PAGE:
Title: The Magic Circle
Author: Jenny Davidson
Publisher: New Harvest
Pages: Paperback; 208
Release Date: March 26, 2013
Source: TLC Book Tours
Genre: Thriller / Mystery
HDB Rating: 3 Keys to My Heart
Recommended to: Readers who enjoy intellectual pursuits mixed with mystery and intrigue.
Add it on: Goodreads / Shelfari / Amazon / B&N
Three smart young women—the scholarly Ruth, her poet roommate Lucy, and their exotic, provocative neighbor Anna—are obsessed with games of all kinds. They’ve devoted themselves to both the academic study of play and the design of games based on the secret history of the neighborhood around Columbia University, from Grant’s Tomb to the former insane asylum that once stood where the campus is now. When Anna’s mysterious brother Anders gets involved and introduces live-action role-playing based on classic Greek tragedy, theory goes into practice and the stakes are raised. Told in a variety of formats—including Gchat and blog posts—that bring the fraught drama of Euripides screaming into the 21st century, The Magic Circle is an intellectual thriller like no other.
It's difficult for me to pinpoint exactly how I feel about The Magic Circle, but I can absolutely tell you that this is a very different kind of read. Meshing together history and gaming with the concept of human nature, I was definitely not expecting what I found between these pages. This might sound like your normal mystery or thriller book. I can assure you, however, that it is not.
The Magic Circle starts out very deliberately by explaining to readers, through dialogue mostly, what it means to "game" and how this will affect the characters in the writing to come. It was a little tough for me to push through the first fifty pages or so. Jenny Davidson does a nice job of introducing the main players in this story, but it is almost buried under the amount on information that is offered up at the same time. I didn't really feel that I was able to meet Ruth, Lucy and Anna until much later.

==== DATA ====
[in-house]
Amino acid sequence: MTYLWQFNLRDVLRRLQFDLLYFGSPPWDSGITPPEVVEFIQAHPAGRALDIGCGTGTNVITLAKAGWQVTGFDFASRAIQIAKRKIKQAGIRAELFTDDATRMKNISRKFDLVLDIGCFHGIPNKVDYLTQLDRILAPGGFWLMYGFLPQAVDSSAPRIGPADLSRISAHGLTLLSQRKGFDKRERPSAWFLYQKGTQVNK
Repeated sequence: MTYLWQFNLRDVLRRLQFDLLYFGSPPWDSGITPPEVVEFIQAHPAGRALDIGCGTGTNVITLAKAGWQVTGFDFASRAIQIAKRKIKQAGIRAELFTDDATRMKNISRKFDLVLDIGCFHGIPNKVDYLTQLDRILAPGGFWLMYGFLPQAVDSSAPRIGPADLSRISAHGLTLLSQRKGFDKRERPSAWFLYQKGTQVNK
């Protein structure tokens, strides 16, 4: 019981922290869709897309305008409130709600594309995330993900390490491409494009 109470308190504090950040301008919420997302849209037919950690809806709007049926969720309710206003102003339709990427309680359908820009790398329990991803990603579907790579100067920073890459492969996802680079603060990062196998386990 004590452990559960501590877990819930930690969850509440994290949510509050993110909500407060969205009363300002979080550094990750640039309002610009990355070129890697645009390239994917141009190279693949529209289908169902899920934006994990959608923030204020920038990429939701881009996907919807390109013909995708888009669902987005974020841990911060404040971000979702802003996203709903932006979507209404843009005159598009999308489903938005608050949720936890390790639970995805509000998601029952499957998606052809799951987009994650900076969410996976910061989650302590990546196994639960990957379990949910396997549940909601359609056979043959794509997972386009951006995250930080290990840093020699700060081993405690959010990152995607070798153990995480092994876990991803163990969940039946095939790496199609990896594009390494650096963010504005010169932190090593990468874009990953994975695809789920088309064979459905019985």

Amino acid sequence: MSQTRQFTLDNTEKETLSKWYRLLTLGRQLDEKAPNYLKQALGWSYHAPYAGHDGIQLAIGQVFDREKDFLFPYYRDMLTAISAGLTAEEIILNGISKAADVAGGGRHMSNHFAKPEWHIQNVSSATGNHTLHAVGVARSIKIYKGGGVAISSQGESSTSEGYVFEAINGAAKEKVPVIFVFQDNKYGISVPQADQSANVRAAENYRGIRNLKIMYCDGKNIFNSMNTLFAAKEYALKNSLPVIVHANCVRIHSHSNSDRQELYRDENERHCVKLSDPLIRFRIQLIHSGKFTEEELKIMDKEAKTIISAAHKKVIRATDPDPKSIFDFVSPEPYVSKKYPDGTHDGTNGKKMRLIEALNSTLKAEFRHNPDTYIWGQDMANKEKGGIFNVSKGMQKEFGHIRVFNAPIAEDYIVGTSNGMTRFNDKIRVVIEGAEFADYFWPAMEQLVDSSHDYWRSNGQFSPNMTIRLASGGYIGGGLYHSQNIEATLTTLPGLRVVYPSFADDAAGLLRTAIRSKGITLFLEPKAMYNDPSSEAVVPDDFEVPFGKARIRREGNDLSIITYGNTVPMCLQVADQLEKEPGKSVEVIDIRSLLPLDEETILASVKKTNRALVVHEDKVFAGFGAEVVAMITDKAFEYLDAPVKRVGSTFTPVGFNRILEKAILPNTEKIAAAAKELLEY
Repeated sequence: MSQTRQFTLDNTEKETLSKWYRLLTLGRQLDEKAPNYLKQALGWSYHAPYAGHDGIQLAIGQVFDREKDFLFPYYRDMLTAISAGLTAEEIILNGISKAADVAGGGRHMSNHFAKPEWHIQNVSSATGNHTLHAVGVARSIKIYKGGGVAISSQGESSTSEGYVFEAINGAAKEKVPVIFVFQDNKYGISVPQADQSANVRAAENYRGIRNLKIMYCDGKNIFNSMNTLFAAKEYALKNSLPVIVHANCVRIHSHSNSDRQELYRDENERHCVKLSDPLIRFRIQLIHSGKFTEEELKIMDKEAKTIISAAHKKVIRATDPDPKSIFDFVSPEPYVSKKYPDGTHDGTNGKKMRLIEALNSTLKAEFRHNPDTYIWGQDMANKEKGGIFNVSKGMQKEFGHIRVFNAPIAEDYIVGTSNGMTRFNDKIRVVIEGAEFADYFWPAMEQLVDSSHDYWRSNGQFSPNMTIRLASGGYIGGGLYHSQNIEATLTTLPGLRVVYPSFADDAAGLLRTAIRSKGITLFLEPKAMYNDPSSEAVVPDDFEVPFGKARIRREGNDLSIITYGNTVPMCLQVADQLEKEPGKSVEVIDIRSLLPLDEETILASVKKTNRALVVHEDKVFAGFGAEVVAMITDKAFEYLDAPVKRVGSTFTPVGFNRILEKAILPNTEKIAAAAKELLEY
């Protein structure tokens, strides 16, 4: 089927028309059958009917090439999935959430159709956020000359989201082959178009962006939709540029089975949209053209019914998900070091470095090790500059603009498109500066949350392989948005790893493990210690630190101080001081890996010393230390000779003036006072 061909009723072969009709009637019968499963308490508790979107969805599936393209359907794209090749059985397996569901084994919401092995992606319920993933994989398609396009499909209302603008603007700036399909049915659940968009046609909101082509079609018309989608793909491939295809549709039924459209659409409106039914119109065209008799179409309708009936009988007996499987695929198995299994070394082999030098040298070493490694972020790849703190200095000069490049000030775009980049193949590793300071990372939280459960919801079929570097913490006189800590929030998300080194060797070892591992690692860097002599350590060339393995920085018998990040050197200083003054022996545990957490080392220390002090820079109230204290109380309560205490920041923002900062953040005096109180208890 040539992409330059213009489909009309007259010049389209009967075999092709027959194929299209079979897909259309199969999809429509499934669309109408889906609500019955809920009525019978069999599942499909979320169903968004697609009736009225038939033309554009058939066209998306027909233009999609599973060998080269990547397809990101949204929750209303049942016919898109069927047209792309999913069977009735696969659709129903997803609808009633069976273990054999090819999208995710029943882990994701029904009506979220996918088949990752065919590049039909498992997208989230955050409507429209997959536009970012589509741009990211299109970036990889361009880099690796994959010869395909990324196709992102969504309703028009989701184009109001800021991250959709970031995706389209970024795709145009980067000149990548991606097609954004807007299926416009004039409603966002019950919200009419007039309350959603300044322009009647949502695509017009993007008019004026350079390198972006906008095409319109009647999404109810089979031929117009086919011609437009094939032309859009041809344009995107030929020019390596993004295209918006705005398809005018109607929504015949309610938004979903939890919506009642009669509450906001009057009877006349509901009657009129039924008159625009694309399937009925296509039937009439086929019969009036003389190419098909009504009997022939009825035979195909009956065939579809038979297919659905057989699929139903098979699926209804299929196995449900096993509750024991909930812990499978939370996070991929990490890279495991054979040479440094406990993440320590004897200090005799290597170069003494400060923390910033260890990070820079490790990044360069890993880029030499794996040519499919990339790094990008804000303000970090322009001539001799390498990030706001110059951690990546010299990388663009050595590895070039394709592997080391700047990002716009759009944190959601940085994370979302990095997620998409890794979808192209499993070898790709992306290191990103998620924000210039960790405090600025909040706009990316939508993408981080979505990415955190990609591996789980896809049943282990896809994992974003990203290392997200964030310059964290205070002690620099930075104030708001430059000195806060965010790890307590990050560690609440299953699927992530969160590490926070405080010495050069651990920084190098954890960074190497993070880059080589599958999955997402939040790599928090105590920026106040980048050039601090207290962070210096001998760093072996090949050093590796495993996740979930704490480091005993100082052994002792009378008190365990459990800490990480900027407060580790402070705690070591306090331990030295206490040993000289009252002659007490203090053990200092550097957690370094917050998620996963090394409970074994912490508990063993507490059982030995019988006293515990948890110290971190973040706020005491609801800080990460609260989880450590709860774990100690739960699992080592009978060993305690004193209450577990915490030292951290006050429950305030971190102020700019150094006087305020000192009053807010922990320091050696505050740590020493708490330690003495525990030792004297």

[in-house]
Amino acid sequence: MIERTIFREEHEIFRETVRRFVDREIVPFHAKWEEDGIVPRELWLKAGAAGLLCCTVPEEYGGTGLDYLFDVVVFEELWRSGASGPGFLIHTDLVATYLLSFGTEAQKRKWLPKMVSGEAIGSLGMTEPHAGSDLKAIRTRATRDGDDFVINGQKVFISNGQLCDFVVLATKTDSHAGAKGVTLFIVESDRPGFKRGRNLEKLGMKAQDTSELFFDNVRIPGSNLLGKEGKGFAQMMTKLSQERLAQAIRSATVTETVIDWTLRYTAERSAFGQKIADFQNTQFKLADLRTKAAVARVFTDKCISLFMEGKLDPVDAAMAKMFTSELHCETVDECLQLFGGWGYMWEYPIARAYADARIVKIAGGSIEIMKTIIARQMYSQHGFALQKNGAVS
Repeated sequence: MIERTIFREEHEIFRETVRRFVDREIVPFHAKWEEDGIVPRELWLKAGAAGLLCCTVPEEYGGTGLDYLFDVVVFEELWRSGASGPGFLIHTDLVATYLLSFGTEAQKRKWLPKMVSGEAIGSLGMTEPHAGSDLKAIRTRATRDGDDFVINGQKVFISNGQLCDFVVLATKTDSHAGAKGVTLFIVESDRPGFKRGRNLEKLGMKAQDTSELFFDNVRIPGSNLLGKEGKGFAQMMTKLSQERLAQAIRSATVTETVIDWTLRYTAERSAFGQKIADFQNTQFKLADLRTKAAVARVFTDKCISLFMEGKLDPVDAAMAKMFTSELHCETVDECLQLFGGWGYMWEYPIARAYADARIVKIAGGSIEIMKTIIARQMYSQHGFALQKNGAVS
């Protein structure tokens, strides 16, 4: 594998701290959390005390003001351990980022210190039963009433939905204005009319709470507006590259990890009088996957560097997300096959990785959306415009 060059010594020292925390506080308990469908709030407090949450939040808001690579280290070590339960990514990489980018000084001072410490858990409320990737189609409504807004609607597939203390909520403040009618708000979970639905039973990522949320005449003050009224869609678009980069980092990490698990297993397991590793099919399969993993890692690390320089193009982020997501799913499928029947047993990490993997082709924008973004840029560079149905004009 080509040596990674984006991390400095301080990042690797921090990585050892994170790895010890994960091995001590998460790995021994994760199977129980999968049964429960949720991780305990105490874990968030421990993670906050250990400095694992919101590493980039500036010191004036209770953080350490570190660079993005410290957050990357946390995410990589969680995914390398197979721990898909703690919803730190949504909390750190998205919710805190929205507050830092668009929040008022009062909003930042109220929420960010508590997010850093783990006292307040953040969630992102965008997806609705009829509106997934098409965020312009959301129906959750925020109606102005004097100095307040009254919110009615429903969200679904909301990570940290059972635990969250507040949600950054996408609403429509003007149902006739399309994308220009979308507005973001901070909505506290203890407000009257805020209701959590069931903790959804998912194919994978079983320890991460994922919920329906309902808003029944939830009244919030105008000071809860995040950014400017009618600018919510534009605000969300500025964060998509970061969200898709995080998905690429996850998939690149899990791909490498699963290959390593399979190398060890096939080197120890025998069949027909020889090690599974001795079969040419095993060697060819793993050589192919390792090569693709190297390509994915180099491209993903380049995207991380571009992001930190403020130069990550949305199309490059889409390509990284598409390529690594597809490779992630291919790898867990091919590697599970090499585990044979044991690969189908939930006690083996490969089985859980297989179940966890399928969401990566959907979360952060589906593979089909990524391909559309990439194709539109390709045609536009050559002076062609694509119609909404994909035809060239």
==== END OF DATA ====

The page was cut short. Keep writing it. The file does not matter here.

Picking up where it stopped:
Which brings me to my biggest issue with these women, actually. I understood that they were graduate students. I understood that they were intellectuals. However the dialogue and the way that they interact all seemed so stilted to me. I'm a well read person. I enjoy deep and thought provoking reads. Yet I had no idea that there would be such a dense amount of vocabulary in their conversations. It was almost as if their copious drinking was thrown in just to show they were college students.
Once the book does take off, essentially once Anders enters the scene, it becomes much easier to follow along with Davidson's characters. The mystery aspect is there, mixed in with the concept of showing dark desires we all possess. By the time I was at the end, I was much more invested in the book. I raged when I realized that the book was nearing its end, and I likely wouldn't have all of my questions answered.
The Magic Circle was a bit of a roller coaster ride for this reader. There were parts I pushed through, others I devoured, and at the end I couldn't quite decide how I felt. I honestly still can't. What I can say is that this is a different read, and worth a read if for no other reason than that. Go into this with an open mind and you might just find a new read to love.
FTC Disclosure: I received a copy of this book in exchange for a fair and honest review. I was not monetarily compensated for my opinion.